As we approach the weekend, two notes:
1) Colin Cowherd is under fire for comments he made yesterday about Dominicans and the intelligence level necessary to play Major League Baseball.
Deadspin circulated a short audio clip which, if you play it, you’ll hear cuts off right after Cowherd says that baseball can’t be all that complex, since “a third of the sport is from the Dominican Republic.”
Today, Cowherd trued to explain himself. He bashed Deadspin for playing a short clip that took his comments out of context.
Here’s his opening monologue today, during which he played the entire 57-second clip that, he notes, caused an internet uproar yesterday (start at 4:15 if you want to skip the prelims). Today, he did cite a bunch of data showing that educational attainment levels in the DR are low. It’s a middle income country, with a lot of poverty and a lot of the kids from there who end up playing baseball come from impoverished backgrounds.
How it follows that the presence of a significant number of Dominicans in baseball is dispositive of whether baseball is a complex game (whether it is or isn’t is a separate question) honestly escapes me. Most Americans players, the majority of Major Leaguers, don’t have college degrees. There are all sorts of reasons for that, just as there are reasons for the poverty levels that exist in the Dominican Republic.
In any case, you can listen and decide from yourself. Cowherd’s protestations to the contrary, the additional tape today does not, in my judgment, materially alter the meaning the short clip conveyed.
Does it matter when major media figures say stuff like this? I’m not sure I know anymore. I’ve explained before why I am somewhat wary about these kerfuffles over language, when other profoundly injustices are left to fester, far from the media spotlight. But I’ll say this about Cowherd – if he’s genuinely feeling blindsided by the reaction to his comments, the man is living in a serious bubble.
2) Some nice quotes from Spurs coach Gregg Popovich about Becky Hammon. Last year Hammon, a former WNBA star, became the first full time women to be an assistant coach in NBA history. She made news this past week by coaching the San Antonio summer league team to a title, leading to much talk about whether she – or another women – might some day be an NBA head coach.
Here’s Pop on Hammon:
“I hired her because she was in my coaches meetings for an entire year because she was injured,” Popovich said. “She’s got opinions and solid notions about basketball. Obviously, she was a great player. As a point guard, she’s a leader, she’s fiery, she’s got intelligence, and our guys just respected the heck out of her, so she’s coaching with us, she’s running drills. That’s why we made her a full-time coach and gave her the opportunity to coach at summer league.”
“I don’t even look at it as, well, she’s the first female this and that and the other. She’s a coach, and she’s good at it. I think some people thought this was some kind of gimmick or we were just trying to be cool. I’m glad she’s there.”
I don’t believe Pop when he says he doesn’t even consider that Hammon is the first woman to do this. She obviously stands out in a man’s world. But the decision to hire Hammon reflects an organization that is especially good at identifying talent where others aren’t even looking for it.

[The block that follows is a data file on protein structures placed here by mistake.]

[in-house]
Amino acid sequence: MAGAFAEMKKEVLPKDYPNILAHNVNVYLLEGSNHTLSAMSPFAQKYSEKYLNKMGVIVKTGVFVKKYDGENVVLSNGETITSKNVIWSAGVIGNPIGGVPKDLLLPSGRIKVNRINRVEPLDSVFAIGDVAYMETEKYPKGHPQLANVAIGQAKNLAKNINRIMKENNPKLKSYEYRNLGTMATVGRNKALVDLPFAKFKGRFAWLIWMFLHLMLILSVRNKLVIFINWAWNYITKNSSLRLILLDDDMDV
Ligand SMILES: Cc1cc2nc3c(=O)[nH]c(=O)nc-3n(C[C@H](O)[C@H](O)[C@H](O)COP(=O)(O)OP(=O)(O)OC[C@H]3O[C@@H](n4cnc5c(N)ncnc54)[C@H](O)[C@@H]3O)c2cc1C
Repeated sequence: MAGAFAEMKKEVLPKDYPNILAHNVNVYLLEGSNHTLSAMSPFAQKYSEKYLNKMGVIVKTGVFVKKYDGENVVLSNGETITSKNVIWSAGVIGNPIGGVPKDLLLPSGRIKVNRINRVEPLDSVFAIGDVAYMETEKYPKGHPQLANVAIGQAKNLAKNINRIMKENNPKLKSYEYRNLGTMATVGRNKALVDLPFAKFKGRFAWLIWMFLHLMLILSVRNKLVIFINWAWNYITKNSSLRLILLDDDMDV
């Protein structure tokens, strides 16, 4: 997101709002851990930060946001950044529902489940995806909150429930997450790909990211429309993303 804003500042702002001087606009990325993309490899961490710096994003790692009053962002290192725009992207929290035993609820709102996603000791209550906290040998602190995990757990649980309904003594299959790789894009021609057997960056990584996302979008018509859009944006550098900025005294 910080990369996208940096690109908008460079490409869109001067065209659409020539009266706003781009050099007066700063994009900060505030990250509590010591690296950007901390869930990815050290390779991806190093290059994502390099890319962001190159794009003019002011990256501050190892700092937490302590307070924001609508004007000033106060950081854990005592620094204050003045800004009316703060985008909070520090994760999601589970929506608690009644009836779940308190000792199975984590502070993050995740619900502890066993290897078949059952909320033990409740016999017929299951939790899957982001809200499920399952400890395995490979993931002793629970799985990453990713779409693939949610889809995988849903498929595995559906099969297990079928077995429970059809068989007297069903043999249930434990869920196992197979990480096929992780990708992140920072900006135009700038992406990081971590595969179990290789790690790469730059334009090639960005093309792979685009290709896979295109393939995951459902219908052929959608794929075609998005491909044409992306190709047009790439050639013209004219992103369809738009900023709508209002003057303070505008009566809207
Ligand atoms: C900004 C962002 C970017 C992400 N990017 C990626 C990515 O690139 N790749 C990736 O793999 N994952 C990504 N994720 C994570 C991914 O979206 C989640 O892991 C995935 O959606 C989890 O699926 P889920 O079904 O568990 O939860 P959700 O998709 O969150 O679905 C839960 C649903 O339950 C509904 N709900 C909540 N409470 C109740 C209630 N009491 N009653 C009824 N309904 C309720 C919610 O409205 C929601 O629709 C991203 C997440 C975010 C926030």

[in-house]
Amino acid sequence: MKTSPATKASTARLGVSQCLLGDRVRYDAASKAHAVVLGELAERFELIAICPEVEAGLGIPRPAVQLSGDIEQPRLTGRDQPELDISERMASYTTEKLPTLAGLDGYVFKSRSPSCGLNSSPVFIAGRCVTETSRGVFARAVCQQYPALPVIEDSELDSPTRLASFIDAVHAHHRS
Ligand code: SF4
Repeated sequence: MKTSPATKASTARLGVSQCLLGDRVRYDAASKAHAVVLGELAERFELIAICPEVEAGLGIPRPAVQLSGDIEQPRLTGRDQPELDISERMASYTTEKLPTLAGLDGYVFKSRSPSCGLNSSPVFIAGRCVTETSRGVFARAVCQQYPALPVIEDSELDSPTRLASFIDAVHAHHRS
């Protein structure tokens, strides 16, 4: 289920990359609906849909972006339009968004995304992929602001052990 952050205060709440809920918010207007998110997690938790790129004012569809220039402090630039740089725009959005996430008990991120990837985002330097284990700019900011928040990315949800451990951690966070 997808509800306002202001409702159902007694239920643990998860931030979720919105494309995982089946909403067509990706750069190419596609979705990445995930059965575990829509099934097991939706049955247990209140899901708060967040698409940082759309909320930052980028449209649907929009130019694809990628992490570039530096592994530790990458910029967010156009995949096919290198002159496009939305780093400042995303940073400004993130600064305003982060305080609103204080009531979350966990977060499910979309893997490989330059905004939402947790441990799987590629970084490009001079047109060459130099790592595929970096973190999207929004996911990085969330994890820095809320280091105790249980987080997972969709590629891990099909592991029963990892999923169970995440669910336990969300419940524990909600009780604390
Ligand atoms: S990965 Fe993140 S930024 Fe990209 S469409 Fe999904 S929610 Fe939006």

Men have increasingly moved into roles coaching women’s teams, especially basketball, as those positions have become more prestigious and remunerative. It’s insane, when you think about it, that there is not a single instance of a woman coaching men at a major program, college or pro. That we take for granted that men can coach women, but not vice versa, shows that we’ve got a *lot* of work to do.
Update: Chris Spatola, who does a weekend radio show on 99.9 the Fan in Raleigh, had a really good, smart discussion this morning of the controversy surrounding Cowherd’s comments. Spatola, a West Point grad., army officer, former college basketball player and assistant to Coach K, said that he is not going to shy away from conversations about controversies in sports and how they touch on larger social issues. About Cowherd, specifically, Spatola rightly noted that Cowherd confused several issues, including the distinction between book smarts and “being smart at your sport” (Spatola puts himself in the latter category in evaluating his time at West Point), and the distinction between impoverished background on the one hand and intelligence on the other. In part because Cowherd has a history of questionable comments when it comes to race and ethnicity, Spatola said people are ready to jump on him when he says the kinds of things he said on Wednesday. What’s welcome about Spatola’s perspective is that, apart from whatever one thinks about the ethnocentrism in Colin’s comments, he did a poor job of making the point he was *trying* to make: that managing a baseball team – let alone playing it – can’t really require that much intelligence, since most baseball people aren’t all that educated.
As a result of Cowherd’s comments, his departure from the network has arrived unceremoniously and effective immediately. We can debate whether he should have lost his job over this, but Cowherd’s departure – regardless of how it ultimately came about – paves the way for a sharper, more adept replacement. In that light, The Cauldron profiles the very impressive stable of talent ESPN has been cultivating in recent years – a line up of smart, diverse, on-air personalities – including Dan LeBatard, Bomani Jones and Sarah Spain – who have been re-making sports radio. I don’t share all of John Gorman’s somewhat hagiographic views of some of the folks he profiles, but his larger point is on target.